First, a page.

Pepsi Vs Coca Cola
Many companies get loans in order to help finance their operations. Interest must be paid on these loans to the creditors. The times interest ratio (TIE), also known as the interest coverage ratio, is a metric that allows companies to measure their ability to meet their debt obligation (“Time Interest Earned – TIE,” 2018). In other words, this metric allows a company, like PepsiCo, understand how many times it can cover those interest expenses. This is measured on a pretax earnings basis. The table below compares the times interest earned ratio of PepsiCo, and its main competitor, The Coca-Cola Company. The following information used in the calculations were derived from PepsiCo’s and Coca-Cola’s 2017 annual report.
Times Interest Earned Ratio (TIE)
Income Before Income Taxes (in Millions) / Interest Expense (in Millions) = TIE times
2016 8,553M / 1,342M = 6.37 times 8,136M / 733M = 11.10 times
2017 9,602M / 1,151M = 8.34 times 6,742M / 841M = 8.02 times
The higher the TIE ratio of a company is, the more favorable it becomes. Any company above a 2.5 TIE ratio is considered to have an acceptable risk. Both of these companies have had more than double this ratio amount during 2016 and 2017. In 2016, Coca-Cola exceeded PepsiCo by 4.73. Coca-Cola’s earnings were significantly higher than its interest obligations, allowing it to reach a TIE ratio of 11.10. This decreased in the following year, because the earnings were less capable of meeting the interest obligations. Coca-Cola’s gross profit decreased from $25,398 million in 2016 to $22,154 million in 2017, at the same time, the company’s debt increased (The Coca-Cola Company, 2018, p. 72). While Coca-Cola suffered a decrease, the TIE ratio of PepsiCo increased from 6.37 to 8.34. This is most likely due to the decrease in interest expense, as well as, the increase in gross profit from $34,590 million in 2016 to $34,740 million in 2017, among other beneficial increases. PepsiCo had been on a rise, while Coca-Cola was falling.
Firms will often use debt in order to finance their assets, when they do not have enough financial resources on hand. The amount of that debt being put to use in order to finance assets may be referred to a company’s leverage. The debt ratio measures the extent of this leverage. Higher debt ratio implies greater financial risk (“Debt Ratio,” 2018). The table below compares the debt ratios of PepsiCo and Coca-Cola in both 2016 and 2017. The following information used in the calculations were derived from PepsiCo’s and Coca-Cola’s 2017 annual report.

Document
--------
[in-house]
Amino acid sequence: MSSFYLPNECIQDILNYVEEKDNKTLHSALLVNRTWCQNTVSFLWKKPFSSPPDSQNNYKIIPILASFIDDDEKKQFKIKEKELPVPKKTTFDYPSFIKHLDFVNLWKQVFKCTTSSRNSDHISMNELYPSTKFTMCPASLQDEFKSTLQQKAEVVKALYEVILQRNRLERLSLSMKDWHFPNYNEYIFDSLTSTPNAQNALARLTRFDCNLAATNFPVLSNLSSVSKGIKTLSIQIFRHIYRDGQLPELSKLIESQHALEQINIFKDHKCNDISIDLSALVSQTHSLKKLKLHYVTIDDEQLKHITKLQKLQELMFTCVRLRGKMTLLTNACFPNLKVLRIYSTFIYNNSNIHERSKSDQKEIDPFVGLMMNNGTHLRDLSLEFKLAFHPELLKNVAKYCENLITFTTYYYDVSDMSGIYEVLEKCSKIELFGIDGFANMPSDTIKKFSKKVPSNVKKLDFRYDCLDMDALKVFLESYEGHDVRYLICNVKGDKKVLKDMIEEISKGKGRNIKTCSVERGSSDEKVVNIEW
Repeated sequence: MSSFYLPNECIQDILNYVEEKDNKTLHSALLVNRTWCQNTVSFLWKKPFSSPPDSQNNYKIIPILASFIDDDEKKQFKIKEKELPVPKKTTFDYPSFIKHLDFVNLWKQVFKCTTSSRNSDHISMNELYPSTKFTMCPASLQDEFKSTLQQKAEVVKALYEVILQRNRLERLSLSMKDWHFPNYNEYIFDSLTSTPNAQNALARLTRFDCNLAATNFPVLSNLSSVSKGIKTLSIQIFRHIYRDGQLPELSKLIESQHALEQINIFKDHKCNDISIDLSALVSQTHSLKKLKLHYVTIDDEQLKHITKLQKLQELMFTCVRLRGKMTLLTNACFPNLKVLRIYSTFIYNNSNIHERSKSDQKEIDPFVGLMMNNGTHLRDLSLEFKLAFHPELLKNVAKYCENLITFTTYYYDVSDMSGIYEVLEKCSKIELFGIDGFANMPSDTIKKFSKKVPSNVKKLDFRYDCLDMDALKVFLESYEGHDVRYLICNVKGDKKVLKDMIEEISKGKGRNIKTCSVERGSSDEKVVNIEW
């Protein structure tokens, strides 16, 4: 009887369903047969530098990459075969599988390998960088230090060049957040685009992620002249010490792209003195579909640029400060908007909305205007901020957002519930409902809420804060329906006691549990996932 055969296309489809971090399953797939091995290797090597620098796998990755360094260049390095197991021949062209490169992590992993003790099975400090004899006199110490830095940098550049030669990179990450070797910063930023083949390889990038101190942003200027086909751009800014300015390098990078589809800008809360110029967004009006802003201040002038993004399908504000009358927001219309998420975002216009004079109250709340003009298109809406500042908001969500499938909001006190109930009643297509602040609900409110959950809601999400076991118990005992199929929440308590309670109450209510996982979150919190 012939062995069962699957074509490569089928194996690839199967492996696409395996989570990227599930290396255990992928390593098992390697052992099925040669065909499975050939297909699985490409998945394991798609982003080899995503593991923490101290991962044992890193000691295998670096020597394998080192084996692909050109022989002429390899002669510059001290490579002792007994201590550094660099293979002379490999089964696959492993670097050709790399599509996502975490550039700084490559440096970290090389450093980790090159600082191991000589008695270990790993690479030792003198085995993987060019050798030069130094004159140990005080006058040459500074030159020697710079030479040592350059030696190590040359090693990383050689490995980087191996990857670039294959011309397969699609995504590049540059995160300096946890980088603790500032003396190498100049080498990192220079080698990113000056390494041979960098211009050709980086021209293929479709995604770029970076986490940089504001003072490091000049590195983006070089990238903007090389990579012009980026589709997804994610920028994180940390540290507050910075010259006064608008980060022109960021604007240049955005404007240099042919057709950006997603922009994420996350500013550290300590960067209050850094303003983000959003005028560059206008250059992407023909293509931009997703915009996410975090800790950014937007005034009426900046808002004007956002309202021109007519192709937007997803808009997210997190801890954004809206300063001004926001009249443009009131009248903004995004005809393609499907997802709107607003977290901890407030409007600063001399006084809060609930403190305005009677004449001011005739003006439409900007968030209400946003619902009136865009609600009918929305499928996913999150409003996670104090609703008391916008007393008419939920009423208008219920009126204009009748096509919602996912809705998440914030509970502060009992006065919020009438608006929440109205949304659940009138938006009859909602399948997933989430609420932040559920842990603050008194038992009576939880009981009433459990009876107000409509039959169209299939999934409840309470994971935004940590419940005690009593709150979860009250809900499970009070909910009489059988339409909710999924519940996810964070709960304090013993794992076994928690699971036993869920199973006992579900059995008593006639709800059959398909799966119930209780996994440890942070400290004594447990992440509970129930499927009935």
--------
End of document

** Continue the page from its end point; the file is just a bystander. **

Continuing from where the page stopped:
Total Liabilities (In Millions) / Total Assets (In Millions) = Debt Ratio
2016 62,291M / 73,490M = .8476 = 84.76% 64,050M / 87,270M = .7339 = 73.39%
2017 68,823M / 79,804M = .8624 = 86.24% 68,919M / 87,896M = .7841 =
Both companies fail to experience any drastic changes in their debt ratios from 2016 to 2017, but they do each experience an increase. PepsiCo increased its debt ratio by 1.48%, while Coca-Cola experienced an increase of 5.02%. PepsiCo and Coca-Cola both have high debt ratios. This means that most of the companies’ assets are being financed by debt, as opposed to revenue. Still, since the debt ratios are below 100%, both companies have more assets than debts. From 2016 to 2017, Coca-Cola had its debt ratio increase by more than three times that of PepsiCo’s debt ratio increase. The reason for this can be explained by looking at the total liabilities and total assets of the two companies. From 2016 to 2017, PepsiCo increased its total assets by $6,314 million, and increased its total liabilities by $6,532 million (PepsiCo, 2018, p. 82). These amounts are fairly close, therefore, there was not a huge offset. Since there was slightly bigger increase in the total liabilities, the debt ratio went up slightly by 1.48%. From 2016 to 2017, Coca-Cola increased its total assets by only $626 million, and increased its total liabilities $4,869 million, more than seven times the amount of the asset increase (The Coca-Cola Company, 2018, p. 74). This is why the company experienced a 5.02% increase in its debt ratio. The number of total liabilities far exceeded the total assets. While Coca-Cola incurred a lot more liabilities than assets, PepsiCo kept its numbers fairly close.